Tuesday, March 4, 2014

Red Rising by Pierce Brown

Pierce Brown's Red Rising is a little like Ender's Game in that it involves children's brutal training for war. It's also like the Percy Jackson series in its obsession with Greek and Roman myth and history. It's also like The Hunger Games in that it pits children against each other in deadly games and it's like Game of Thrones with its rivalries between powerful families and it's like Scott Westerfeld's Uglies series in its exploration of power and body modification. If someone accused Pierce Brown and his publisher of trying to capitalize on every trend in YA fiction this side of wizards and werewolves, you might just have to concede the point.

Yet, while the book is somewhat like all of these other books and is a bit jumbled as a result, it's not exactly like any of them. After a somewhat rough opening, the novel settles in and ultimately works better than expected. It also sets up a series that promises to be intriguing.

Darrow is a Red, the lowest caste in his societies strict hierarchy of colors. He works as a Helldiver on Mars. It's his job, with the support of his all Red subterranean clan, Lykos, to operate a drill that will mine helium-3 from beneath Mars surface. The energy provided by this substance, the clans are told, is necessary to help prepare Mars for terraforming so that the higher colors can leave the ruined planet Earth and settle there. The ruling Golds manipulate the mining clans on Mars, pitting them against each other and withholding food and supplies, demanding higher and higher productivity. If this weren't enough, when Darrow and his young wife, Eo, wander away from Lykos and toward the surface they discover that the higher colors have been lying to them and that Mars is already being populated with humans.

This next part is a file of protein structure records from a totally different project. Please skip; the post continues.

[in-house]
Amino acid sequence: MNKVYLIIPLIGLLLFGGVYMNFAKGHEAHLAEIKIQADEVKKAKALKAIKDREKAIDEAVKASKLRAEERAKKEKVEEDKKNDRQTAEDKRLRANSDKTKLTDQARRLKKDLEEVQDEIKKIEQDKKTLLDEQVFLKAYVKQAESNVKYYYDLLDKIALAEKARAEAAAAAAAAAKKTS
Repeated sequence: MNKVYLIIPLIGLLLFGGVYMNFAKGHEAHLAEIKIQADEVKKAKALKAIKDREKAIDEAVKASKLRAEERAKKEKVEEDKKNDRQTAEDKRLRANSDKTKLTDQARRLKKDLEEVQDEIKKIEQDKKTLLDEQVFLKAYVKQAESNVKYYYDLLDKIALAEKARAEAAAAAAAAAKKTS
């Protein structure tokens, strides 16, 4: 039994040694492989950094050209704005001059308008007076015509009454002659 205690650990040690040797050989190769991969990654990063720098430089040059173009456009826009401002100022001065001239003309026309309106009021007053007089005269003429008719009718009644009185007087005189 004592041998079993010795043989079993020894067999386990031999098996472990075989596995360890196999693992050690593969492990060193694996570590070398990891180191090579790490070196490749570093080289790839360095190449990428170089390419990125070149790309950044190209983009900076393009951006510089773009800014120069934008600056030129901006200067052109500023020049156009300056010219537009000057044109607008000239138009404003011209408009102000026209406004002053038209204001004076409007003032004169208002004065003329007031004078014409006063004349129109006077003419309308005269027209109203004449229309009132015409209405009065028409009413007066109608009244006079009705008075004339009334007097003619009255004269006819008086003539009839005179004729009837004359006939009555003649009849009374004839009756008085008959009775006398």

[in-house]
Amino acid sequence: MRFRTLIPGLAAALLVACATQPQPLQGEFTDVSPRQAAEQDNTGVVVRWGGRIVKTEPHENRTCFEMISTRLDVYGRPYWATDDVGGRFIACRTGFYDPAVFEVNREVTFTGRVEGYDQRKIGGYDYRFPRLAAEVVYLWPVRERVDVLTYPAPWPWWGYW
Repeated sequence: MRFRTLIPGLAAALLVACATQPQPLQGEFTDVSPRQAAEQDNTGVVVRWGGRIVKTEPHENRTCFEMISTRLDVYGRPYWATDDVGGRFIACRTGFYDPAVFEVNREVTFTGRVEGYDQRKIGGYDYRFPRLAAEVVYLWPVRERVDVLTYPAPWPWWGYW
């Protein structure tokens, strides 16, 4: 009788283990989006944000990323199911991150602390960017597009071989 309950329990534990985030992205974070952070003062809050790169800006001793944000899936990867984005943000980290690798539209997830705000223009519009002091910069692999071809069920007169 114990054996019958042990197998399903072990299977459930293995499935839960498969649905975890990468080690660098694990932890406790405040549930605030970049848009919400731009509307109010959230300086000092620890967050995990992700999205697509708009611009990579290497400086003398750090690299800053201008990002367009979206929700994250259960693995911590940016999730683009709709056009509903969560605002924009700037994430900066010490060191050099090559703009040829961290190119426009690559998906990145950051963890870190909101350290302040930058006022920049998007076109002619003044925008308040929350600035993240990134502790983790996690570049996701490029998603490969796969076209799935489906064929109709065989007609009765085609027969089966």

When the Gold's discover Darrow and Eo's transgression, Eo is publicly executed. In the aftermath, Darrow's rage is harnessed by a rebel group called the Sons of Ares. The Sons of Ares modify Darrow's body and train him so he can pass as a Gold, giving him a new identity and enrolling him in a school for elite Gold's who will one day become military commanders. Hungry for vengeance, Darrow complies but once at the school he learns just how brutal the Gold's can be, even to their own color.

Brown definitely bites off too much in this first novel. The book suggests a richly imagined future but, because it's flying by so fast, the reader only gets fleeting glimpses of it. Brown doesn't take the time to properly establish rather important details, like a real relationship between Darrow and Eo, which has repercussions throughout the book. Still, once Darrow goes undercover with the Gold's the story gains focus and readers won't be able to help rooting for the former Red as he questions his mission, submits himself to indignities, makes friends, loses friends and fights one epic battle after another.

Red Rising ultimately shows Darrow growing beyond his desire for vengeance or even his commitment to the rebellion. Darrow finds himself committed only to what is good and right and in this he grows as both a leader and a human being.

I'll be looking forward to Darrow's return.

The publisher provided a time-limited advance eBook copy for this review.


Liviania said...

I really enjoyed this one, but you're right that the world doesn't get as much time to develop as it needs.

mr chompchomp said...

Thanks for the comment Livania. The book and series represent a pretty ambitious undertaking.

aquafortis said...

I'm reading it now - it's a really intriguing premise, but you're right about the world-building. It also (so far, anyway) seems to skim over character depth a bit. Ambitious, though. Very Brave New World...r